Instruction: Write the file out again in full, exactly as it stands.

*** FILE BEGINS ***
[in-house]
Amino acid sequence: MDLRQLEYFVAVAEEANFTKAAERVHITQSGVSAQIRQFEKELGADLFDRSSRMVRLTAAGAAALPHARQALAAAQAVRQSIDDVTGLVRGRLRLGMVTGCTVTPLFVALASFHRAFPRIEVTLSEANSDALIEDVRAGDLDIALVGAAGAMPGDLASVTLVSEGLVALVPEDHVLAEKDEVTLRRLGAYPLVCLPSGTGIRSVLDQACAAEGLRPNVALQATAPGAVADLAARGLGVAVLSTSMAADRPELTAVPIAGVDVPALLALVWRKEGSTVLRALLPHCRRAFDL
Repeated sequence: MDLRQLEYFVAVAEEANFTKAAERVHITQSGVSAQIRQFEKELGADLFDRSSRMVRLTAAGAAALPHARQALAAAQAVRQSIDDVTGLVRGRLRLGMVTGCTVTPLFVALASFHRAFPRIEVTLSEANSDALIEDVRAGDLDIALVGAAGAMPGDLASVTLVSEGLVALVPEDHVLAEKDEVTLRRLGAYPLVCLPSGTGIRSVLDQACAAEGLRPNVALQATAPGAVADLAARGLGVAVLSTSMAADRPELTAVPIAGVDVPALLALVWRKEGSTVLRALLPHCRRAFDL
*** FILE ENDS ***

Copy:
[in-house]
Amino acid sequence: MDLRQLEYFVAVAEEANFTKAAERVHITQSGVSAQIRQFEKELGADLFDRSSRMVRLTAAGAAALPHARQALAAAQAVRQSIDDVTGLVRGRLRLGMVTGCTVTPLFVALASFHRAFPRIEVTLSEANSDALIEDVRAGDLDIALVGAAGAMPGDLASVTLVSEGLVALVPEDHVLAEKDEVTLRRLGAYPLVCLPSGTGIRSVLDQACAAEGLRPNVALQATAPGAVADLAARGLGVAVLSTSMAADRPELTAVPIAGVDVPALLALVWRKEGSTVLRALLPHCRRAFDL
Repeated sequence: MDLRQLEYFVAVAEEANFTKAAERVHITQSGVSAQIRQFEKELGADLFDRSSRMVRLTAAGAAALPHARQALAAAQAVRQSIDDVTGLVRGRLRLGMVTGCTVTPLFVALASFHRAFPRIEVTLSEANSDALIEDVRAGDLDIALVGAAGAMPGDLASVTLVSEGLVALVPEDHVLAEKDEVTLRRLGAYPLVCLPSGTGIRSVLDQACAAEGLRPNVALQATAPGAVADLAARGLGVAVLSTSMAADRPELTAVPIAGVDVPALLALVWRKEGSTVLRALLPHCRRAFDL